The Great Gatsby hasn’t even come out, yet everyone already has an opinion about it. Well, they have an opinion… Read More
1. Last night on Conan, Tig Notaro told the late night host that her recent mastectomy went well, and the cancer didn’t spread. In more good news, following a conversation he had with Woody Allen, Louis CK is planning to release her now legendary Largo set about her breast cancer diagnosis on his website. [via… Read More
The best of this week’s (admittedly lean) DVD releases is Coriolanus, the sleek and muscular Shakespeare adaptation from star and first-time director Ralph Fiennes. He’s been angling to bring the play to the screen for nearly a dozen years now, since he first played it on the London stage, and when the time came to do so, he did what many a filmmaker before him has done to make Shakespeare tenable to today’s audience: he modernized it. But the text is so open, and his staging is so robust, that the interpretation works; it couldn’t feel more timely and appropriate, with (perhaps intentional, perhaps accidental) allusions to the Tea Party, Congressional dysfunction, and the Occupy movement that land without the clumsiness that so often batters political cinema.
In honor of a job well done, we’ve assembled ten other films that altered the Bard’s plots and texts in a similarly entertaining fashion. Check them out after the jump, and add your own in the comments. … Read More
Today marks the release of Jeffrey Eugenides’s third novel, The Marriage Plot, a modern take on Victorian matchmaking novels and the women who love them. We adored the book, and all its protagonist’s Jane Austen talk, coupled with her own love triangle, got us to thinking about pulling an Emma and trying a little literary matchmaking of our own. We’ve already taken a stab at guessing which literary characters would be best friends in real life, but of course, when love is involved, the stakes are a little higher. Click through to check out the literary characters we think would totally fall for each other if they met in real life, and let us know your own ideas for star-crossed lovers in the comments. … Read More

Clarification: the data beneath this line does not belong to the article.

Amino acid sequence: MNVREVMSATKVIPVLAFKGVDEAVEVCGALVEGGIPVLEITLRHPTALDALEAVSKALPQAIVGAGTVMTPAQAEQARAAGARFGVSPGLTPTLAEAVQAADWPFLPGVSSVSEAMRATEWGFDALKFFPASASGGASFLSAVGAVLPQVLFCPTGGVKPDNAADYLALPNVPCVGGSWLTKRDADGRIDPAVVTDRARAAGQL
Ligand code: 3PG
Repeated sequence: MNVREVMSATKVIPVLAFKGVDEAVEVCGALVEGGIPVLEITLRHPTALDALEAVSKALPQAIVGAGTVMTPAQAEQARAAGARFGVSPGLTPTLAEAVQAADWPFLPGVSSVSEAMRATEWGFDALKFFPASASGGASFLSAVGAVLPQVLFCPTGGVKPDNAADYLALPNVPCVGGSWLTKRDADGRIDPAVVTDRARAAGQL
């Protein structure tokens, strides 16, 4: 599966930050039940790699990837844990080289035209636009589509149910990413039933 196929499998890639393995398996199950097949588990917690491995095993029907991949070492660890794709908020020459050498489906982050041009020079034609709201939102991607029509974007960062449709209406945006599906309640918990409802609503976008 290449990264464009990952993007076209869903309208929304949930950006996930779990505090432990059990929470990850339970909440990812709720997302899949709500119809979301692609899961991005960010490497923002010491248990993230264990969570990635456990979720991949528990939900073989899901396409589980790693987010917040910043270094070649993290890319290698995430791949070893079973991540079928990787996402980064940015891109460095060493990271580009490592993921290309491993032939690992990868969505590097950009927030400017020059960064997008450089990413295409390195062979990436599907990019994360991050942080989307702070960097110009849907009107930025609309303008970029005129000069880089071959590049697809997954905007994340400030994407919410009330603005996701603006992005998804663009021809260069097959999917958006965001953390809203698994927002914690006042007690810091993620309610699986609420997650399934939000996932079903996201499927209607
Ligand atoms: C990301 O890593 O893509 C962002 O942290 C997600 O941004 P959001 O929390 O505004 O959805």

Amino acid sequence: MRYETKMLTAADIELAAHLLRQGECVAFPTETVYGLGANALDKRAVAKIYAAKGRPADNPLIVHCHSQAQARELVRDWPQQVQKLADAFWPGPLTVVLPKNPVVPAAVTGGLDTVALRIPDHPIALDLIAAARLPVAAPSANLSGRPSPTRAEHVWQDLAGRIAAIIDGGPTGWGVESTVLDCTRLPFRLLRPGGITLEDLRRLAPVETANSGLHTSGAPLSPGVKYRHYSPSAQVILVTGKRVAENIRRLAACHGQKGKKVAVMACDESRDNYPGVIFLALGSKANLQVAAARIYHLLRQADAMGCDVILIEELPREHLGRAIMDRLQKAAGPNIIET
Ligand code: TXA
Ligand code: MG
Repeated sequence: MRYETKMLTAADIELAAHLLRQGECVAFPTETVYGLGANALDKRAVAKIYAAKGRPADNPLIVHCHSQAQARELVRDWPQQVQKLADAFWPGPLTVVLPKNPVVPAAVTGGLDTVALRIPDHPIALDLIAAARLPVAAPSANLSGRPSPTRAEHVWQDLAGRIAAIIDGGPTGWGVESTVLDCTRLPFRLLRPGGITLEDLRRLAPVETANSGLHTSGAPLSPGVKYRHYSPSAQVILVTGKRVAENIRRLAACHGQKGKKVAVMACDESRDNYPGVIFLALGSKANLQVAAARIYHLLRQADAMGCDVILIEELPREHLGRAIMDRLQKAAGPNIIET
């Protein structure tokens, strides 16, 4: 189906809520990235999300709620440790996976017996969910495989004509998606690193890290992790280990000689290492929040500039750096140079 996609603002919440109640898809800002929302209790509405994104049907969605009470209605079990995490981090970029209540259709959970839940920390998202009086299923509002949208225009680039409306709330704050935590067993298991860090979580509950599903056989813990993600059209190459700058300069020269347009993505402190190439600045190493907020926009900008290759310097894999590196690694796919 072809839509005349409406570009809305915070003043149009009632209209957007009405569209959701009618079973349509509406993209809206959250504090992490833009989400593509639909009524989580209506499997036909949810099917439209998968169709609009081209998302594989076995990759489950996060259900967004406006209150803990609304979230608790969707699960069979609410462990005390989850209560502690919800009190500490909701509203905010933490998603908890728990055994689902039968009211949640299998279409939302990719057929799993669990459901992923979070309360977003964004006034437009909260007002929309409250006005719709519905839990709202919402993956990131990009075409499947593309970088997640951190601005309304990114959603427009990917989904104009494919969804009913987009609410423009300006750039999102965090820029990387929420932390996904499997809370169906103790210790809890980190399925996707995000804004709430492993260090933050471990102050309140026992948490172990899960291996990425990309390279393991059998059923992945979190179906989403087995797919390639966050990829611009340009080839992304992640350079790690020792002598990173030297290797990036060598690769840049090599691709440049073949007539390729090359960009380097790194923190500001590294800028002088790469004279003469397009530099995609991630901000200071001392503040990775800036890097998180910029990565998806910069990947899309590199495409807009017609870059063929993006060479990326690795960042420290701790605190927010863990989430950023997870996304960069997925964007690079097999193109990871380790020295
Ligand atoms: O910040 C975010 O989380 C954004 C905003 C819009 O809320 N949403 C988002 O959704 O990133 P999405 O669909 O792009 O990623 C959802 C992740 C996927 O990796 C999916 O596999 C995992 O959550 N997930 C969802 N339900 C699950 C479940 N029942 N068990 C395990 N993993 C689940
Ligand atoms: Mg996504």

Parallel novels are the alternative histories of the fiction world. They take the structure, setting, or characters of a different work of literature and retell them from the perspective of a different character: the monster in Beowulf or the slaves in Gone With the Wind retell the story in John Gardner’s Grendel and Alice Randall’s The Wind Done Gone. Orson Scott Card acted as his own parallel novelist when he wrote Ender’s Shadow, which shows Ender’s Game from the point of view of the main character Bean. Yes, the Star Trek books technically count, but you can do better than that. Here, our list of books that are just as worth a read as their parallel literary counterparts. Add to it in the comments! … Read More